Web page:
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Red Sox 6, Twins 4

Drew making waves at the right time

J.D. Drew said he wasn't being antisocial when he missed the splash party that followed the Red Sox winning the American League East title Friday night. His wife, Sheigh, is eight months pregnant and his son, Jack David, is only a couple of weeks removed from the body cast he has had to wear. He didn't feel he had the luxury of sticking around.

For the Red Sox, his no-show at the celebration is inconsequential, now that it looks like he has shown up just in time to make some waves in the postseason.

Drew, one of a handful of Sox players who ducked out of the clubhouse Friday night before the Orioles came from behind to eliminate the Yankees from division contention and did not return, hit a three-run home run off Twins rookie call-up Nick Blackburn in a four-run seventh inning that lifted the Sox last night to a 6-4 win over the Minnesota Twins. Drew's home run enabled Tim Wakefield, who allowed six hits and four runs (three earned) in seven innings, to match his career high in wins with 17.

Drew also singled in the second and tripled and scored in the fourth, lifting his average to .270. Drew, who hit six home runs through his first 375 at-bats through Aug. 25, now has five home runs in 91 at-bats since. He is batting .393 (24 for 61) in his last 18 games, and after his eighth game this season with two or more extra-base hits, he has lifted his average to its highest point since May 4, when he was batting .276.

Drew, who has maintained a low-key demeanor during his prolonged slumps this season, was as relaxed and affable last night with reporters as he has been all season, flashing a sense of humor that has made only rare appearances in postgame settings.

When someone asked if he'd gone home and dumped a carton of chocolate milk on his son, Drew laughed and said, "I told the guys I walked out of here, took a couple of cans of Mountain Dew, shook them up, and sprayed them over me.

"I was extremely excited, my heart was completely in it, watching with everybody else in Red Sox Nation, I assume. I was sitting there with my wife. I popped champagne five different times, but my wife and I, we were laughing, I'd never gotten to hear what people say when they're getting champagne dumped on them. We really had a good time. Alex [Cora] in the pressbox, running the music. I really enjoyed watching it until they cut it off the air."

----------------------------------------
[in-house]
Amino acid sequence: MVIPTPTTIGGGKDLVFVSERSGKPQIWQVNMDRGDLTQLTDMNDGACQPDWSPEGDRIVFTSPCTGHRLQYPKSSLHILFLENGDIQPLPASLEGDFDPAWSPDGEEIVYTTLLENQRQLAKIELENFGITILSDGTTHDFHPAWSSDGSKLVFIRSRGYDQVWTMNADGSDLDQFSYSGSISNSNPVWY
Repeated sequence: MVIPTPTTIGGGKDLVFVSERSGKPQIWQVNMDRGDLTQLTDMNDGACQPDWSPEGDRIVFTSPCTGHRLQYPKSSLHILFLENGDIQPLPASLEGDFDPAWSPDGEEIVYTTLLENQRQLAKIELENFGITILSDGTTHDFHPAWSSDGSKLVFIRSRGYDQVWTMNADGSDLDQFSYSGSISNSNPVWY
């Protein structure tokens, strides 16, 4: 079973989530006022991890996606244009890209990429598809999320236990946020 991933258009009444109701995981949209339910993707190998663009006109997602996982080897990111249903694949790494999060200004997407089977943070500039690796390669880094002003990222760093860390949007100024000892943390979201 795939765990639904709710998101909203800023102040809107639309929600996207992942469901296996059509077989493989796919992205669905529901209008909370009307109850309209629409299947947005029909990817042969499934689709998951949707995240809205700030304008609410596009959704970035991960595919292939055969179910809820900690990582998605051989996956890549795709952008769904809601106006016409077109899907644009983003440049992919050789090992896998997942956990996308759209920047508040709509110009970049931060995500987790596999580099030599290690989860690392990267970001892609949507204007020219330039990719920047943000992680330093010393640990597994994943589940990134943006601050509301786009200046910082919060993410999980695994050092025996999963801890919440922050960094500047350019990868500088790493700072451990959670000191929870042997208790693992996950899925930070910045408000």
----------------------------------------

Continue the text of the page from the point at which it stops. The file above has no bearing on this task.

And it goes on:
Yes, he said, he saw Jonathan Papelbon's postgame dance-a-thon.

"If I saw myself doing that dance on TV, I would have had a long talk with me," Drew said. "[Papelbon] was down there [in the bullpen] trying to get loosened up. He looked pretty loose last night. Tonight in the bullpen he looked really stiff."

Wakefield gave up bases-empty home runs to Rondell White in the third and Joe Mauer in the fourth, but did not walk a batter in putting an end to a slide in which he had gone 0-4 with a 10.70 ERA in his previous four starts. Things had gone south so much on Wakefield, he even lost last weekend in Tropicana Field, the Florida dome in which he had never lost.

"Very satisfying, considering the month that I've had," said Wakefield, now 17-12, who was picked up by Javy Lopez, who got three ground-ball outs in the eighth, and Hideki Okajima, who gave up a single to Mauer and a Wall-ball single by Torii Hunter that might have been a game-tying home run in other yards, before getting the call on a full-count pitch to Justin Morneau and starting a game-ending double play on Michael Cuddyer.

Okajima, asked if he'd experienced a celebration similar to what he returned to here Friday night after leaving early, said in Japan, victorious teams toss the manager in the air.

Did he think the Sox should do the same with Terry Francona?

"I think if we win the World Series," Okajima said through translator Jeff Yamaguchi.

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